Mansfield Park - Martinez 1 Marcos Martinez Father Robert Maguire Literature Traditions IV-04 1 May 2012 Mansfield Park Edmund Bertram digresses morally

Mansfield Park - Martinez 1 Marcos Martinez Father Robert...

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Martinez 1 Marcos Martinez Father Robert Maguire Literature Traditions IV-04 1 May 2012 Mansfield Park Edmund Bertram digresses morally in becoming attracted to Mary Crawford. However, his digression is necessary for his redemption and recognition of his love for Fanny. Fanny’s jealousy is necessary as well in realizing her love for Edmund, providing him with greater affection once realizing he had been dear to her heart for so long a time. Quite near the beginning of Mansfield Park , Edmund becomes quite smitten with Mary Crawford even when she speaks rather disrespectfully of her uncle, “Edmund was sorry to hear Miss Crawford, whom he was much disposed to admire” (Austen 55). Then, later when he is speaking to Fanny on the matter, who likes Mary, he remarks that “it is her countenance that is so attractive” (Austen 60). It is Edmund’s attraction to Mary that causes his strong moral character to digress throughout the novel, but it is absolutely necessary for his final redemption and recognition of love for Fanny that allows for an even greater amount of growth and prosperity. When Edmund first meets Mary, throughout the course of a few days, he is taken with her, intrigued and his attention captivated. This captivation eventually begins the process of his neglect of his natural kindness toward Fanny. Fanny is often left hurt by this neglect but never explicitly says so. When the Bertrams spend a day in Sotherton with the Crawford siblings to visit Mister Rushworth, Fanny, Edmund, and Mary all decide to take a walk through the woods. The walk soon proves to be strenuous on Fanny and they take a break. At this point, Edmund and Mary soon begin to playfully argue over how large the area is and resolve to take a walk. They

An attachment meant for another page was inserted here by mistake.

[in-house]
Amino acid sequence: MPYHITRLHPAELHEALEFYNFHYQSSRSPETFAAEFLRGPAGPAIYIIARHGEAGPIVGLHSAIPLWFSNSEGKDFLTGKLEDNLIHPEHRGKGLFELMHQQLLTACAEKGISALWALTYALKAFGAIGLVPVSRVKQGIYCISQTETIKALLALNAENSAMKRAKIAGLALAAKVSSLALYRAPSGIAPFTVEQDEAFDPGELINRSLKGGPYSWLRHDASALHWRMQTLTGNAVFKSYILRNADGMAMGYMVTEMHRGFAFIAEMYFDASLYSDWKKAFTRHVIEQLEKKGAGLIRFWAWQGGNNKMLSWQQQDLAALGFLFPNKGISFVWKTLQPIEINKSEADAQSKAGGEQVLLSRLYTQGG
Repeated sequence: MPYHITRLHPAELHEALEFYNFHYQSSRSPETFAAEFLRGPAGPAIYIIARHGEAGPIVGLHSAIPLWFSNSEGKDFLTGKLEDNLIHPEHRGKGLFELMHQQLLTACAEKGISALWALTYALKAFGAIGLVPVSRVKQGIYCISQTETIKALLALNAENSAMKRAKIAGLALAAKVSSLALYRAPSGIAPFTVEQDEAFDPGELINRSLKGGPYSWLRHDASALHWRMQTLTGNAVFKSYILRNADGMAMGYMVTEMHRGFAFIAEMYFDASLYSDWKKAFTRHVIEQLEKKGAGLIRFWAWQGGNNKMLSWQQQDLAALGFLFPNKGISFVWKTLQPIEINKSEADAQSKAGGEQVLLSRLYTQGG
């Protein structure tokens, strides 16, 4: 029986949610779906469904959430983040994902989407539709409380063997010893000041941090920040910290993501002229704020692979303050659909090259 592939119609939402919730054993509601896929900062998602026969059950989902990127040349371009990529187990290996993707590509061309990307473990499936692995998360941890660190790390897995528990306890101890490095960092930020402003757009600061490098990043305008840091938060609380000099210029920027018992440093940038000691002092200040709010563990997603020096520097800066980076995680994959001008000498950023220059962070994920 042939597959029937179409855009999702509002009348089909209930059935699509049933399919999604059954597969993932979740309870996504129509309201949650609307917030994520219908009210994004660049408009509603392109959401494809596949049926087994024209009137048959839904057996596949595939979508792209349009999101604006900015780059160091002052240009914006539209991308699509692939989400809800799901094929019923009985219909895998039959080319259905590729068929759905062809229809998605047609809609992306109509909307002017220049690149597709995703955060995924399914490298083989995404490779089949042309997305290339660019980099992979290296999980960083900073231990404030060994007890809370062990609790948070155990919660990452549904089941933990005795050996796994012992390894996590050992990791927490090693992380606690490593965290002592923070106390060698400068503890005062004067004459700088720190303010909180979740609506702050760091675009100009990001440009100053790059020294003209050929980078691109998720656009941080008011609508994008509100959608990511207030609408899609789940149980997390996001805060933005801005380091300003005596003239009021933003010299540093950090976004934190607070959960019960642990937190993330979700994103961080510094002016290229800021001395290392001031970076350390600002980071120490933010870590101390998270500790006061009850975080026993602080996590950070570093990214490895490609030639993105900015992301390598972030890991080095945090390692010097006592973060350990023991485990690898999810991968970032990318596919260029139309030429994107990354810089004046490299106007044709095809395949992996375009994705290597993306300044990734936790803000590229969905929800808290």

Martinez 2 promise to only be gone for no more than a few minutes. But Edmund, being with Mary, soon forgets about Fanny and they are gone for over an hour. Fanny tries to convince herself that Edmund would surely have remembered her but “this was not quite sufficient to do away the pain of having been left a whole hour” (Austen 96). Further adding to her wounded state, she learns of what they had been conversing about and “the result of the whole was to her disappointment and depression” (Austen 97). Edmund’s continuance of this behavior hurts Fanny evermore, but drives her to love him even more through her dislike of Mary.

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